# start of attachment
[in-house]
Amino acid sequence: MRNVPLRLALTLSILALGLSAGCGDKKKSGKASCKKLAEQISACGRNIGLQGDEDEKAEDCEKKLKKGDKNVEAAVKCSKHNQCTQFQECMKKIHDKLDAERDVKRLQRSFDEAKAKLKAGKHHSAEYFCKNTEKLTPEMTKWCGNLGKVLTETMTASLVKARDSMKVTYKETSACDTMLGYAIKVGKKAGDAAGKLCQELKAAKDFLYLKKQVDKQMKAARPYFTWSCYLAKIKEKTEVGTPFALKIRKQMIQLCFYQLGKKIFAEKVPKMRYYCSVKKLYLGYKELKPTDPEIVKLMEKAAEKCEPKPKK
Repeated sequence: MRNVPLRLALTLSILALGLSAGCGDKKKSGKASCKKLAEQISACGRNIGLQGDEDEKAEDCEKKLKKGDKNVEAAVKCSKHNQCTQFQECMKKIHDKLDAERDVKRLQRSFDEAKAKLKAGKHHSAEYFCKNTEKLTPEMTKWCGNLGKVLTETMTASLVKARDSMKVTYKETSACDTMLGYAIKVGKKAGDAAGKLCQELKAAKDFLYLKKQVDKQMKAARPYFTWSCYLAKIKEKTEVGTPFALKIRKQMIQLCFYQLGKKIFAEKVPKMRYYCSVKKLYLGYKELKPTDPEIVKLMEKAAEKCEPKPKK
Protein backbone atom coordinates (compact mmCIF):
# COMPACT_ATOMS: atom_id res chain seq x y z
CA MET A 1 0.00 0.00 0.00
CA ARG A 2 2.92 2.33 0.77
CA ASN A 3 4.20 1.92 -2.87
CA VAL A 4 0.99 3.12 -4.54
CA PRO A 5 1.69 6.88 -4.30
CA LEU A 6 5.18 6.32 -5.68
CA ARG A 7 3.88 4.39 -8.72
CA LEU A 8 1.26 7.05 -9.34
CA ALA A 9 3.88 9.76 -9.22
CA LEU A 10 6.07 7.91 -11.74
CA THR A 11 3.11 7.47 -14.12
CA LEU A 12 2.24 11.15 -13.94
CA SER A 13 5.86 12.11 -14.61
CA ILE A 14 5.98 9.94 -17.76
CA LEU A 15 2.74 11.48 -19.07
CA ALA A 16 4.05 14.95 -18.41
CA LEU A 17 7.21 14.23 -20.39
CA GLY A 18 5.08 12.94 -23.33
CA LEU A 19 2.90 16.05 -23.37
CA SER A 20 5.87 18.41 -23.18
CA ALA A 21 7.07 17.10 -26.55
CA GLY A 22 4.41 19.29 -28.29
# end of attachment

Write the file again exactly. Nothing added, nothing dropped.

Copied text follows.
[in-house]
Amino acid sequence: MRNVPLRLALTLSILALGLSAGCGDKKKSGKASCKKLAEQISACGRNIGLQGDEDEKAEDCEKKLKKGDKNVEAAVKCSKHNQCTQFQECMKKIHDKLDAERDVKRLQRSFDEAKAKLKAGKHHSAEYFCKNTEKLTPEMTKWCGNLGKVLTETMTASLVKARDSMKVTYKETSACDTMLGYAIKVGKKAGDAAGKLCQELKAAKDFLYLKKQVDKQMKAARPYFTWSCYLAKIKEKTEVGTPFALKIRKQMIQLCFYQLGKKIFAEKVPKMRYYCSVKKLYLGYKELKPTDPEIVKLMEKAAEKCEPKPKK
Repeated sequence: MRNVPLRLALTLSILALGLSAGCGDKKKSGKASCKKLAEQISACGRNIGLQGDEDEKAEDCEKKLKKGDKNVEAAVKCSKHNQCTQFQECMKKIHDKLDAERDVKRLQRSFDEAKAKLKAGKHHSAEYFCKNTEKLTPEMTKWCGNLGKVLTETMTASLVKARDSMKVTYKETSACDTMLGYAIKVGKKAGDAAGKLCQELKAAKDFLYLKKQVDKQMKAARPYFTWSCYLAKIKEKTEVGTPFALKIRKQMIQLCFYQLGKKIFAEKVPKMRYYCSVKKLYLGYKELKPTDPEIVKLMEKAAEKCEPKPKK
Protein backbone atom coordinates (compact mmCIF):
# COMPACT_ATOMS: atom_id res chain seq x y z
CA MET A 1 0.00 0.00 0.00
CA ARG A 2 2.92 2.33 0.77
CA ASN A 3 4.20 1.92 -2.87
CA VAL A 4 0.99 3.12 -4.54
CA PRO A 5 1.69 6.88 -4.30
CA LEU A 6 5.18 6.32 -5.68
CA ARG A 7 3.88 4.39 -8.72
CA LEU A 8 1.26 7.05 -9.34
CA ALA A 9 3.88 9.76 -9.22
CA LEU A 10 6.07 7.91 -11.74
CA THR A 11 3.11 7.47 -14.12
CA LEU A 12 2.24 11.15 -13.94
CA SER A 13 5.86 12.11 -14.61
CA ILE A 14 5.98 9.94 -17.76
CA LEU A 15 2.74 11.48 -19.07
CA ALA A 16 4.05 14.95 -18.41
CA LEU A 17 7.21 14.23 -20.39
CA GLY A 18 5.08 12.94 -23.33
CA LEU A 19 2.90 16.05 -23.37
CA SER A 20 5.87 18.41 -23.18
CA ALA A 21 7.07 17.10 -26.55
CA GLY A 22 4.41 19.29 -28.29